warned him that he might be balance billed if he chose a non-
Network vendor. (Id.) Fleischhacker subsequently met
with Reid and Rosar to focus the DOC's attention on
Safelite, and pass along the best telephone recordings of
Safelite allegedly violating the law. (Id. at 9.)
2014, the DOC launched a formal investigation into Safelite
and its Network vendors AAA, USAA, and American Family.
(Id. at 10.) The DOC served subpoenas on the three
vendors and Safelite, to which Safelite did not respond.
(Id.) The DOC threatened Safelite with a cease and
desist order that would prevent it from doing business in
Minnesota unless it responded to the subpoenas.
(Id.) The DOC did not pursue the cease and desist
order against Safelite, but instead focused on the insurers
that used Safelite as a claims administrator. (Id.)
In its investigation of these insurers, Defendant inspected
Safelite scripts and listened to at least 100 calls between
Safelite, insureds, and representatives of non-Network shops.
(Id. at 11.) During the calls, Safelite would inform
the insured of his or her right to choose a glass repair shop
and would also indicate that the insured might be balance
billed if they proceeded to have the work performed by a
Minnesota shop. (Id. at 11-12.) The Minnesota shop
would then inform the insured that they would not be balance
billed. (Id. at 12.)
believed that these calls showed a consistent effort by
Safelite to persuade insureds to use Safelite or a Network
shop by stating that balance billing might occur with a
non-Network shop. (Id.) The DOC also found that
balance billing in Minnesota is uncommon, if it occurs at
all. (Id. at 12-13.) The DOC further admitted that
it was unfamiliar with the billing practices of most shops in
Minnesota and reached its conclusions mainly from
representations made by Reid, Rosar, and others associated
with the Minnesota auto-glass industry. (Id.) The
Minnesota shops repeatedly contacted the DOC during the
investigation, expressing their hope that the investigation
would benefit non-Network shops financially, as they had
provided information to help with the investigation.
(Id. at 13.) One of the DOC's investigators
regularly shared confidential information about the status
and likely outcome of the investigation with representatives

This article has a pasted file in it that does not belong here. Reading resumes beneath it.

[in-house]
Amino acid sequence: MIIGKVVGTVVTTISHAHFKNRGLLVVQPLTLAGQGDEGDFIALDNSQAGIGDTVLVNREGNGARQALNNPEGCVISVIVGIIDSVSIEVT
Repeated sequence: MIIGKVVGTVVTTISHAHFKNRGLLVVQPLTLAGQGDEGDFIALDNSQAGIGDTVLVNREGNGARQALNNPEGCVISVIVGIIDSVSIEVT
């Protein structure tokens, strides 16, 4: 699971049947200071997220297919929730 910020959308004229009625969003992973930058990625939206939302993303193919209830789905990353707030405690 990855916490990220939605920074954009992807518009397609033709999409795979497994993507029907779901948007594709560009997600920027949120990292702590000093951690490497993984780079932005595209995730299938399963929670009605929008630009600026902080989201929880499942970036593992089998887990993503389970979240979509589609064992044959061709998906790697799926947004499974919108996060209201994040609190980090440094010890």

from the Minnesota shops, even though doing so violated the
DOC's policies and procedures. (Id.)
January 2015, the DOC concluded its investigation of AAA by
issuing a consent order. (Id.) The order stated that
AAA's conduct violated the Mandatory Advisory and
Anti-Coercion Provisions of Minn. Stat. § 72A.201, subd.
6(14) & (16) (hereinafter “Subdivision 6(14)”
and “Subdivision 6(16)”). (Id. at 14.)
While the DOC noted that it could pursue an enforcement
action against AAA, it indicated its willingness to avoid
such action if AAA agreed to drop Safelite as a claims
administrator and agreed to cease and desist from telling
insureds that they might be balance-billed by
non-preferred glass vendors, unless AAA had specific
information proving the assertion true for a particular
vendor. (Id.) The DOC apparently entered into
similar consent orders with USAA and American Family.
(Id. at 13, n.12.)
April 2015, Safelite filed this suit against Michael Rothman,
in his official capacity as the Commissioner of the DOC,
seeking declaratory and injunctive relief under 28 U.S.C.
§ 2201, 42 U.S.C. § 1983, and 42 U.S.C. § 1988
for alleged violations of the First Amendment, Fourteenth
Amendment, and the Dormant Commerce Clause. (Compl.
¶¶ 48-85 [Doc. No. 1].) The parties resolved
Plaintiffs' due process claims, and Safelite sought
summary judgment on its remaining claims. (Summ. J. Order at
Summary Judgment Order, the Court denied Safelite's
motion based on the Mandatory Advisory language in
Subdivision 6(14). (Id. at 45.) However, the Court
found that the DOC's prohibition on Safelite's
“may-be-balance-billed” statements violated the
First Amendment's protection of commercial speech.
(Id.) Accordingly, the Court (1) declared void the
DOC's regulatory requirements and enforcement action
under Subdivision 6(16), (2) enjoined and restrained the DOC
from enforcing that provision so as to prohibit Plaintiffs
from providing insureds with truthful information about the
possibility that insureds might be billed by particular
repair shops for the difference between the shop's fee
and the insurer's payment, and (3) enjoined the DOC from
enforcing the consent order between it and AAA. (Id.
at 47-48.) Having granted Safelite its requested relief on
First Amendment grounds, the Court declined to rule on
Safelite's Dormant Commerce Clause claim. (Id.
Motion for Attorneys' Fees
connection with its summary judgment motion, Plaintiffs
requested attorneys' fees under 42 U.S.C. § 1988.
However, because Safelite had submitted no briefing on the
issue at that time, the Court denied the request without
prejudice. (Summ. J. Order at 48.) Safelite subsequently
filed the instant motion. It argues that as the
“prevailing party, it is entitled to fully recover its
attorneys' fees and costs under Section 1988(b), and no
special circumstances would render an award unjust.
(Pls.' Mem. Supp. Mot. for Attys' Fees at 8 [Doc. No.
litigation, Safelite retained the law firms Kirkland &
Ellis, LLP (principally in New York), Jones Day (in
Pittsburgh), and Fredrikson & Byron, P.A. (in
Minneapolis). Applying the lodestar methodology, discussed in
greater detail below, Safelite asserts that its
attorneys' fees, including fees for paralegal work, are
reasonable. (Id.) Safelite summarizes the lodestar
Kirkland & Ellis, LLP
$1, 675, 821.31
Fredrikson & Byron, P.A.
$1, 912, 551.06